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Top 5 Mistakes GOP’s Wohl Made in Allegedly Framing Mueller for Sex Charges

Perhaps his biggest and sixth mistake was simply being completely unprincipled

The date on which “Surefire” alleged Mueller engaged in sexual abuse in his office, Aug. 2, 2010, Mueller went to Washington, D. C., for jury duty. (Photo: Screenshot)

The date on which “Surefire” alleged Mueller engaged in sexual abuse in his office, Aug. 2, 2010, Mueller went to Washington, D. C., for jury duty. (Photo: Screenshot)

1. Republican activist Jacob Wohl allegedly set up a phony company called “Surefire Intelligence,” charged with paying supposed women victims of Special Counsel Robert Mueller to allege sexual abuse. Wohl used his own email address to set up the site, and give his mother’s telephone number as the contact. Anonymizing is difficult on the Web, but Wohl wasn’t even trying. And if you are going up against the former director of the FBI with a covert op, being this transparent is political suicide. Wohl was ill advised to be the one to announce the scame beforehand:

2. According to the New Yorker’s Jane Mayer, Wohl used his own photoshopped image for a profile photo. I’ll bet you he used his own computer to start the shell company so that his IP address was recorded, as well.

3. The Atlantic’s Natasha Bertrand acquired an email from woman identifying herself as Lorraine Parsons, “who told journalists that she had been offered roughly $20,000 by a man claiming to work for a firm called Surefire Intelligence— which had been hired by a GOP activist named Jack Burkman—’to make accusations of sexual misconduct and workplace harassment against Robert Mueller.'” This is a mistake on Wohl’s part inasmuch as he appears to have had “Simon Frick” share ‘way too much information with the alleged victim, who then was in a position to share it with the press.

4. Bertrand says that “Simon Frick” of Surefire, whose profile photo at Linkedin is stolen from actor Christopher Walz, next approached Jennifer Taub, a professor at Vermont Law School. But “Frick” didn’t do any homework and it turns out that Taub didn’t know Mueller, though she commented on him as a guest on CNN. Law professors are not usually targeted for scams, so this incident actually strengthens the case. But who offers law professors $20,000 to commit perjury?

5. The date on which “Surefire” alleged Mueller engaged in sexual abuse in his office, Aug. 2, 2010, Mueller went to Washington, D. C., for jury duty.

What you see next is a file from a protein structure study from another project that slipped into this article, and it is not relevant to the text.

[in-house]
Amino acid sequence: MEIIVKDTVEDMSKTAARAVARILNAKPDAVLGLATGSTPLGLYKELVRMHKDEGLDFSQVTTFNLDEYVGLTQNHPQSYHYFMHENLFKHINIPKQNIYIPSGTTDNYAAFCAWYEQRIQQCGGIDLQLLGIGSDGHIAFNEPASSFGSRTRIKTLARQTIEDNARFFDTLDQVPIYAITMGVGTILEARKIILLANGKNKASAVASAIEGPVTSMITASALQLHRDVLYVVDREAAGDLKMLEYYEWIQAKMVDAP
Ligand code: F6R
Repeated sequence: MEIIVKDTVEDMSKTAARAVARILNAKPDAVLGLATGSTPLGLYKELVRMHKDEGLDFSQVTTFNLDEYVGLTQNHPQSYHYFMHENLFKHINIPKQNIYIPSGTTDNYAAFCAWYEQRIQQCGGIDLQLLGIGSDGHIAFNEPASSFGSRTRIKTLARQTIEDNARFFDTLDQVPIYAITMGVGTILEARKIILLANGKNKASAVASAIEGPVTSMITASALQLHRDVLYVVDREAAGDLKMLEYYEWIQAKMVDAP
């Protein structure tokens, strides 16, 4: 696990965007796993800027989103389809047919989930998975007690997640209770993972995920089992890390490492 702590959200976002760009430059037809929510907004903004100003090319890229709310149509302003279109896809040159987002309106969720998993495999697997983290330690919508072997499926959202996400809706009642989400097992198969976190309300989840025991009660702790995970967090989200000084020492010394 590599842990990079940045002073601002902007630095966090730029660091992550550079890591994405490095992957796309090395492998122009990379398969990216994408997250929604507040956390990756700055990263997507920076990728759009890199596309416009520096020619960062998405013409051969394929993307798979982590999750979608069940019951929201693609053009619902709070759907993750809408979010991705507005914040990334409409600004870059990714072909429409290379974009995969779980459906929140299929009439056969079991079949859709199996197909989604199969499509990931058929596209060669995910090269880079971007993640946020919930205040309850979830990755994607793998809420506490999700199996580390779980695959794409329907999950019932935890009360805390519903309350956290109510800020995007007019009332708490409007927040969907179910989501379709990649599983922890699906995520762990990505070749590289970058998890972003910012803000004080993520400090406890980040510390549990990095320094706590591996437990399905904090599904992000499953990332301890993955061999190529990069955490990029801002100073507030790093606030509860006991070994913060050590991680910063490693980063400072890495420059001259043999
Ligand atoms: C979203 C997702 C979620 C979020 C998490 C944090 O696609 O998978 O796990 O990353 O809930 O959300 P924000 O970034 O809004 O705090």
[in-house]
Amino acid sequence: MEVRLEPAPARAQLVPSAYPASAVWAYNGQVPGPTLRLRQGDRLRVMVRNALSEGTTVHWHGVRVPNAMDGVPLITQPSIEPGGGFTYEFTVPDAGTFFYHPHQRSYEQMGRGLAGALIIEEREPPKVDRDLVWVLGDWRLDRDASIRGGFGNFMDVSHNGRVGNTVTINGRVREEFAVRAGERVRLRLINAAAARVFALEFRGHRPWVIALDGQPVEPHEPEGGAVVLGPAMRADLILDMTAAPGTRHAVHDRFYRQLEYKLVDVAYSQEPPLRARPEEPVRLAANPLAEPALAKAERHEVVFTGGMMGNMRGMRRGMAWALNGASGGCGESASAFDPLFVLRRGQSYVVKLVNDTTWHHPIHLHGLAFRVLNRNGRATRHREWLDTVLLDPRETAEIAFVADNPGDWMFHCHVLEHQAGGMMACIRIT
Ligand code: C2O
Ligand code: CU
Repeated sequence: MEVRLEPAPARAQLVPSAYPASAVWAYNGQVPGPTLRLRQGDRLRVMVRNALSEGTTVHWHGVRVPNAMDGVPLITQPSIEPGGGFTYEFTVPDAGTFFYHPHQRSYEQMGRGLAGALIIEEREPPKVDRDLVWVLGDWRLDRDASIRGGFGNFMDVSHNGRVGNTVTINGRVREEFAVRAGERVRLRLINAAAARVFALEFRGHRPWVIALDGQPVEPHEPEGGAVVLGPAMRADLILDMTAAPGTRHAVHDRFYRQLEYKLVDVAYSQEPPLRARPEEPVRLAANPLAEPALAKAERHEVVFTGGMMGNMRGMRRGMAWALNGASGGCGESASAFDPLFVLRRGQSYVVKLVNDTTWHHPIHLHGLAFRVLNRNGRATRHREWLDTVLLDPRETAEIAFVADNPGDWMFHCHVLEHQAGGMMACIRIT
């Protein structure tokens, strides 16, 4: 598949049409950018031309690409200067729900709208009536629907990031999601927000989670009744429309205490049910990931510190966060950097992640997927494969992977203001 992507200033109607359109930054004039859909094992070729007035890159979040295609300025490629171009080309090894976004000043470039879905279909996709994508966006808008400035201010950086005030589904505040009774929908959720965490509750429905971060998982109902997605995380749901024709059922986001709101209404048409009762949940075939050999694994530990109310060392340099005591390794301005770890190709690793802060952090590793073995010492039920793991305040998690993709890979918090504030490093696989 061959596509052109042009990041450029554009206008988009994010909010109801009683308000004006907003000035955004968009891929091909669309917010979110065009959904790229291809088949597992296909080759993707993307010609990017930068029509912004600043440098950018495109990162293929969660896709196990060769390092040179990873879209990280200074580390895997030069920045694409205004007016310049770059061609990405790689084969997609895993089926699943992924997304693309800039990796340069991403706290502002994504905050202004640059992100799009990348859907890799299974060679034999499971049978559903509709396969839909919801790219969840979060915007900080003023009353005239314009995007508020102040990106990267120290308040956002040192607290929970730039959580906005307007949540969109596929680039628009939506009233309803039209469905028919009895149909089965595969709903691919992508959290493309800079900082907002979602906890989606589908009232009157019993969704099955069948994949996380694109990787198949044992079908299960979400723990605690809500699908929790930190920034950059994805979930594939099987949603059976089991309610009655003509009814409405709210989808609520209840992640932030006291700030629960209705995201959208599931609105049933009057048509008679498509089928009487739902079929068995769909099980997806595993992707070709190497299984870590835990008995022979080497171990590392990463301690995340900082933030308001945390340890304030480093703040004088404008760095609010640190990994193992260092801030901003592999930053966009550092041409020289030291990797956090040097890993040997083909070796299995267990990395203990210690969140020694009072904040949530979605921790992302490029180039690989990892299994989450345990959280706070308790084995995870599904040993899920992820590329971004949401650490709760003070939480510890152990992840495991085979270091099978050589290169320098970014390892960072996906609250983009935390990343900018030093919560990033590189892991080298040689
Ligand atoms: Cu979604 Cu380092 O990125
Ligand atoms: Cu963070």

As an attempt to sully Mueller’s reputation, this sting operation was even less artful than Saudi Arabia’s attempted cover-up of the murder of dissident journalist Jamal Khashoggi!

Wohl, a big Trump fan, says he began as a teenage hedge fund manager, and called himself ‘Wohl of Wallstreet.’ But it turns out that he is under investigation for the way he ran his accounts, according to the Daily Beast. Kelly Weill at DB adds, “A series of Craigslist ads solicited models to flatter his potential clients and a set of salacious websites registered to his name promoted models called ‘Wohl Girls,’ one of whom alleged that Wohl posted her pictures without her permission.”

If Wohl is behind the attempted Surefire fraud on Mueller, perhaps his biggest and sixth mistake was simply being completely unprincipled.

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Juan Cole

Juan Cole

Juan Cole teaches Middle Eastern and South Asian history at the University of Michigan. His new book, The New Arabs: How the Millennial Generation Is Changing the Middle East (Simon and Schuster), will officially be published July 1st. He is also the author of Engaging the Muslim World and Napoleon's Egypt: Invading the Middle East (both Palgrave Macmillan). He has appeared widely on television, radio and on op-ed pages as a commentator on Middle East affairs, and has a regular column at Salon.com. He has written, edited, or translated 14 books and has authored 60 journal articles. His weblog on the contemporary Middle East is Informed Comment.

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